Pyramidal tract maturation after brain injury in newborns with heart disease

Authors

  • Savannah C. Partridge PhD,

    1. Department of Radiology, University of California, San Francisco, San Francisco, CA
    2. Department of Radiology, University of Washington, Seattle, WA
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  • Daniel B. Vigneron PhD,

    1. Department of Radiology, University of California, San Francisco, San Francisco, CA
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  • Natalie N. Charlton,

    1. Department of Radiology, University of California, San Francisco, San Francisco, CA
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  • Jeffrey I. Berman PhD,

    1. Department of Radiology, University of California, San Francisco, San Francisco, CA
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  • Roland G. Henry PhD,

    1. Department of Radiology, University of California, San Francisco, San Francisco, CA
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  • Pratik Mukherjee MD, PhD,

    1. Department of Radiology, University of California, San Francisco, San Francisco, CA
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  • Patrick S. McQuillen MD,

    1. Department of Pediatrics, University of California, San Francisco, San Francisco, CA
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  • Tom R. Karl MD,

    1. Department of Pediatrics, University of California, San Francisco, San Francisco, CA
    2. Department of Pediatric Cardiac Surgery, University of California, San Francisco, San Francisco, CA
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  • A. James Barkovich MD,

    1. Department of Radiology, University of California, San Francisco, San Francisco, CA
    2. Department of Pediatrics, University of California, San Francisco, San Francisco, CA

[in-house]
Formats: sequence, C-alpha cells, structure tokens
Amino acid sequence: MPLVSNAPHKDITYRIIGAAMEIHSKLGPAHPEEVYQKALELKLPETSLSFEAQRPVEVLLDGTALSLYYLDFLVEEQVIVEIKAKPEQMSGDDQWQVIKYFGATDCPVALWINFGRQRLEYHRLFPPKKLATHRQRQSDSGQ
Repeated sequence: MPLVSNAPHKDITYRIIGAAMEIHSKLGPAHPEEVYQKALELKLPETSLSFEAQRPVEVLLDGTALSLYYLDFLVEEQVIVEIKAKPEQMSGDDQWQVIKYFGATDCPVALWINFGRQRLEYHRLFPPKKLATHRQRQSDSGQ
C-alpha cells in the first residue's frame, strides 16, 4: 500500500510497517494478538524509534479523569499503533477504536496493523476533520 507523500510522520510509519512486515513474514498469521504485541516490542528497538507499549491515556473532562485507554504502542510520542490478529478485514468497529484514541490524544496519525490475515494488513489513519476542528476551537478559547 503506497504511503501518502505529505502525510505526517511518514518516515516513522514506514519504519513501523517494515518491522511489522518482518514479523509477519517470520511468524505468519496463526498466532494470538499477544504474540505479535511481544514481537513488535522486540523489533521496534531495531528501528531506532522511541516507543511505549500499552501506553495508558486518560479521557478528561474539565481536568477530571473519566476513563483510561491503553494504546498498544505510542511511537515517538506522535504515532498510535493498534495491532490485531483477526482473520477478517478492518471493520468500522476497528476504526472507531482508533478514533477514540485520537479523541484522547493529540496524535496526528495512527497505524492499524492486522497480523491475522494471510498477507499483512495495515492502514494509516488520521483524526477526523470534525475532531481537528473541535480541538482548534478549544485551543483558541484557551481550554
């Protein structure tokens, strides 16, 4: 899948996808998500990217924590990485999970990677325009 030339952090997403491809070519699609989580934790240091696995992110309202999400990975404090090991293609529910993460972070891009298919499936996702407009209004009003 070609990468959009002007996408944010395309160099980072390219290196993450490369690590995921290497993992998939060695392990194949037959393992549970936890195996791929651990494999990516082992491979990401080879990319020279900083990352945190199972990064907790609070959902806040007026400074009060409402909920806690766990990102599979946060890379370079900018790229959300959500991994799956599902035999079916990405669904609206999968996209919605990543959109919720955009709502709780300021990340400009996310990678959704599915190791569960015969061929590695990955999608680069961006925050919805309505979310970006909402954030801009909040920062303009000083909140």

3. Department of Neurology, University of California, San Francisco, San Francisco, CA
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  • Steven P. Miller MD

    Corresponding author
    1. Department of Pediatrics, University of California, San Francisco, San Francisco, CA
    2. Department of Neurology, University of California, San Francisco, San Francisco, CA
    3. Department of Pediatrics, University of British Columbia, Vancouver, British Columbia, Canada
    • Division of Pediatric Neurology, 4480 Oak Street, 3K-180, Vancouver, British Columbia V6H3V4, Canada
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Abstract

Objective

Our objective was to quantify white matter tract development in term newborns with congenital heart disease, a population at high risk for perioperative brain injury, using magnetic resonance imaging diffusion tensor tractography (DTT).

Methods

Twenty-five newborns with congenital heart disease were imaged before and after surgery, with a median of 2 weeks between serial magnetic resonance imaging examinations. DTT was performed to segment bilateral pyramidal tracts using semiautomated fiber tracking software, and manual region of interest measurements were taken for comparison.

Results

Significant maturational rates of increasing fractional anisotropy (median, 4.4% per week) and decreasing mean diffusivity (Dav) (median, −2.0% per week) in the pyramidal tract were measured in infants without brain injury. Fractional anisotropy maturation rates were highest in newborns with normal scans, intermediate (median, 2.4% per week) in those with postoperative injury, and lowest (median, 0.9% per week) in those with preoperative injury, indicating a significant trend across brain injury groups (p = 0.015). Dav maturation rates did not differ across injury groups (p = 0.15). Manual region of interest measures showed greater variability in serial measurements, and no significant differences were identified between injury groups, suggesting that DTT may provide more sensitive measures.

Interpretation

DTT is feasible in term newborns and may help to characterize abnormal white matter tract development following acquired brain injury. Ann Neurol 2006

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